Former Judges Believe Replacing Judicial Discretion with Automated Formulas Poses Risk
By Lawrence W. Stirling and Quentin L. Kopp
Recent articles that have appeared in these pages in support of reforming our bail system fail to understand that the controversial choice by the California Judicial Council to recommend California eliminate it and replace it with some algorithm-based computer pretrial system ignores inconvenient facts and heightens the risk to public safety.
Letting a computer make a formulaic decision removes a judge’s authority to obtain in court the facts, determine the risk inherent in letting an accused defendant walk our streets, set bail and apply superior human understanding to evaluate the facts.
As former legislators and retired Superior Court judges, we have worked throughout our careers to ensure protection of the public and victims comes first, by conducting studied and comprehensive reviews and evaluations of all facts known at time bail is set. This judicial weighing includes factors such as past criminal history, flight risk, the potential danger posed to victims, a victim’s family and witnesses, and the seriousness of the charge or charges against a defendant.
Now, an ill-considered recommendation proposed in haste by California Chief Justice Tani G. Cantil-Sakauye, would replace our judicial system with “risk-based assessment” computer programs. Chief Justice Cantil-Sakauye cited as justification examples New Jersey and New Mexico, two states that, “instituted sweeping reforms to limit or end money bail.”
What Chief Justice Cantil-Sakauye and the Judicial Council omit is that, in both New Jersey and New Mexico, these “risk-based assessment” programs have caused such havoc in the criminal justice system that members of both political parties now seek to repeal the damage their poor choices are causing.
This past month, New Mexico Gov. Susana Martinez asked lawmakers to repeal and replace a constitutional amendment approved last year to adopt a “risk-based assessment” program similar to the one recommended by Chief Justice Cantil-Sakauye on behalf of the Judicial Council.
Besides real-life criminal justice problems facing in New Jersey and New Mexico, transferring a judge’s evaluation process to some computer algorithm would be a catastrophic mistake. Computers are only as logical as their programs’ authors, and ironclad algorithmic rules are unable to determine defendants’ character, weigh the tone and demeanor of their statements or infer from the statements provided by the alleged victim or witnesses the harm and damages sustained.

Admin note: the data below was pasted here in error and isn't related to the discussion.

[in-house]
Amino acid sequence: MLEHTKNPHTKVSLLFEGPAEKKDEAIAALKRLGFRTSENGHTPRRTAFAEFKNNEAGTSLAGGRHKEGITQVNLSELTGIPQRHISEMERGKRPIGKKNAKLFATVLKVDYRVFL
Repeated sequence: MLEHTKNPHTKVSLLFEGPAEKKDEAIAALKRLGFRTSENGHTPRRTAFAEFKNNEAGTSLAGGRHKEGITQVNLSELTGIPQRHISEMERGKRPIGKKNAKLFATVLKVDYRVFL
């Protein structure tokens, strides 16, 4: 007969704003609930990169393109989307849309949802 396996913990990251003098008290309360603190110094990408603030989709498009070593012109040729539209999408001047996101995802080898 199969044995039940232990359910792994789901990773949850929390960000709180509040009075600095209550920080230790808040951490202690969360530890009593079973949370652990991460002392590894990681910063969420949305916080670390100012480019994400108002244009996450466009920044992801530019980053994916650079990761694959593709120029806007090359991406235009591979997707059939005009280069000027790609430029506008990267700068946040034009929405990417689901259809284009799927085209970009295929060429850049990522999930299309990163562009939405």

While modern artificial-intelligence and expert-system technologies are advanced beyond their reliability decades or even years ago, all still have significant error and uncertainty rates which, when applied to the real world, mean mistakes and errors will be made. There remains significant uncertainty about what a machine-language program has learned and how it will act when dealing with actual defendants in real judicial cases based on simple or complex crimes.
While such programs might be useful in advising a human judge, they ignore that each individual and case is unique. These decisions require human experience. A vital element all artificial intelligence fails miserably to demonstrate is the very-human emotion of empathy — including empathy for the defendant.
In deciding whether the opinion of the Judicial Council or a far larger group of experienced prosecutors, bail agents and Superior Court judges matters most, we must ask ourselves a simple question: “Would I, facing a court that can hold me or release me for an accused crime, prefer to plead my case to a human being or to the blinking cursor of a computer screen?”
We should remember and consider carefully the devastating experience in New Jersey, New Mexico and other locales where “risk-based assessment” programs are being used. We should especially listen to reports of experts in those jurisdictions familiar with the problems their no-bail systems are creating.
Lawrence W. Stirling is a former San Diego City Council member, served four terms as assemblyman for the 77th District. He was elected to the state Senate followed by an appointment by Gov. Deukmejian to the bench as a judge. Quentin L. Kopp is a former 15-year member of the San Francisco Board of Supervisors, served 12 years as state Senator for San Mateo County and San Francisco. He was appointed by Gov. Pete Wilson as a San Mateo County Superior Court judge in 1999.